Establishing a digital footprint is a must for gaining new clients by creating trust, credibility and authority in the online world.

9. Reach out to a similar business and offer to work together in some way

Reaching out to competitors is not usually the done thing. We are supposed to keep our competitors at arm’s length, but you may be surprised with the outcome if you do connect. We all have strengths that we like to specialise in but if you choose to find a competitor to complement your business you may be able to work on a win-win situation.

For example, if your counselling business specialises in relationships and divorce issues, you could work with a business coach when your client would like to start fresh with a new career. If you have a graphic designer company which specialises in websites, you could recommend your competition for copywriting work or paper promotional materials. Any overflow work can be referred to your competition then they would then return the favour.

10. Work on your own special interest outside of work. Eg. Bike riding, travel, golf, volunteering

We often are more relaxed and open with people who share a similar passion or experience with ourselves. My husband often pulls on the lycra (don’t judge) and joins in with the early morning bike riding masses. Mostly he rides alone or in small groups, but often competes in charity rides and is always getting kudos via a fellow colleagues Strava app. (Sort of like Facebook for athletes). Most people in his bike riding group know what he does for a living and he has received many referrals and leads simply by following his passion or interest outside work.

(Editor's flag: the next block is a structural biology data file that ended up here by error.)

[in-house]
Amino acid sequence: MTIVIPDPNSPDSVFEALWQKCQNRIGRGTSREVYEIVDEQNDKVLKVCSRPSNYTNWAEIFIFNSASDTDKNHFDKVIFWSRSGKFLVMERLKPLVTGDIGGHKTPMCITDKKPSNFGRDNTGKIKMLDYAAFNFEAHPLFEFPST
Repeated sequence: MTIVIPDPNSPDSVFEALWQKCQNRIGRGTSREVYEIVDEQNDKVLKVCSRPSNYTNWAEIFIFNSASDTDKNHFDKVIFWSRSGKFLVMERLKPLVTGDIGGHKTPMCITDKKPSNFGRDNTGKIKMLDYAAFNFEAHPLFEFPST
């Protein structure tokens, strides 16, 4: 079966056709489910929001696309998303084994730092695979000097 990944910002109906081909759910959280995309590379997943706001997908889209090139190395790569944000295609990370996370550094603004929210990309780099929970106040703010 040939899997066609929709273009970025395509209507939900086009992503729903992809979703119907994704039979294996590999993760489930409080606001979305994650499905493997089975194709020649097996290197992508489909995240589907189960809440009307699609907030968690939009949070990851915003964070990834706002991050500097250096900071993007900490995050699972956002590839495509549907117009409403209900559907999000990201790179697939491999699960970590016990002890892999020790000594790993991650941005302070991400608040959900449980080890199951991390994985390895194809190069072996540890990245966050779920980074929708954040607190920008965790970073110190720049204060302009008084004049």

Being creative and thinking outside the square for getting new clients is important for the success of your business. Being original in making connections make you memorable to clients and your customers will feed energised to work with you.

lisa bersonLisa Berson

Lisa is a freelance writer, copywriter and blogger based in WA, whose writing interests are careers, women’s lifestyle, parenting and travel. Find out more at www.lisaberson.com

Photo credit: pixabay.com


I met Alli Grant at a quiet café in the Brisbane suburbs. A working mother who juggles family life with her own business, Alli & Co., she apologised for being late because she’d just come from a Mother’s Day event at her son’s school. Upon first glance, she seems like one of those women straight out of a magazine, who has it all together.